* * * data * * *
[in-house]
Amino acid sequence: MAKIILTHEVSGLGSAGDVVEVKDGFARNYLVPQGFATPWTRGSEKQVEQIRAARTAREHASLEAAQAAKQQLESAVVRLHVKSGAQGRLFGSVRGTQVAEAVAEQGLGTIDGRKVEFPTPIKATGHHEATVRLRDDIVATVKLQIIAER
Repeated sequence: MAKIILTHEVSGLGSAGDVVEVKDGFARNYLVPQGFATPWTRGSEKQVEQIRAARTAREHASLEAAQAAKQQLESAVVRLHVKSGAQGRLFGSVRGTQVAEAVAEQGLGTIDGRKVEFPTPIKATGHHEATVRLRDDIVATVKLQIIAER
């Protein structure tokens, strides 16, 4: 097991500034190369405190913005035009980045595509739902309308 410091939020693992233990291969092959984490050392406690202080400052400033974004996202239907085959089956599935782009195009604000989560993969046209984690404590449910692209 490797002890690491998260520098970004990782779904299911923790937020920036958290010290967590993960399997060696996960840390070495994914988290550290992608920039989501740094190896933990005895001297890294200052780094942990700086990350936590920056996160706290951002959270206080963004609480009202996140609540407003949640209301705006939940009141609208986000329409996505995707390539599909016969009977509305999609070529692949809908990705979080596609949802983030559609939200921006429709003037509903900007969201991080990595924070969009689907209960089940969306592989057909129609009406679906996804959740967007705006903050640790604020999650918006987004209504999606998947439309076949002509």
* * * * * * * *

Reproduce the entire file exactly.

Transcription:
[in-house]
Amino acid sequence: MAKIILTHEVSGLGSAGDVVEVKDGFARNYLVPQGFATPWTRGSEKQVEQIRAARTAREHASLEAAQAAKQQLESAVVRLHVKSGAQGRLFGSVRGTQVAEAVAEQGLGTIDGRKVEFPTPIKATGHHEATVRLRDDIVATVKLQIIAER
Repeated sequence: MAKIILTHEVSGLGSAGDVVEVKDGFARNYLVPQGFATPWTRGSEKQVEQIRAARTAREHASLEAAQAAKQQLESAVVRLHVKSGAQGRLFGSVRGTQVAEAVAEQGLGTIDGRKVEFPTPIKATGHHEATVRLRDDIVATVKLQIIAER
């Protein structure tokens, strides 16, 4: 097991500034190369405190913005035009980045595509739902309308 410091939020693992233990291969092959984490050392406690202080400052400033974004996202239907085959089956599935782009195009604000989560993969046209984690404590449910692209 490797002890690491998260520098970004990782779904299911923790937020920036958290010290967590993960399997060696996960840390070495994914988290550290992608920039989501740094190896933990005895001297890294200052780094942990700086990350936590920056996160706290951002959270206080963004609480009202996140609540407003949640209301705006939940009141609208986000329409996505995707390539599909016969009977509305999609070529692949809908990705979080596609949802983030559609939200921006429709003037509903900007969201991080990595924070969009689907209960089940969306592989057909129609009406679906996804959740967007705006903050640790604020999650918006987004209504999606998947439309076949002509």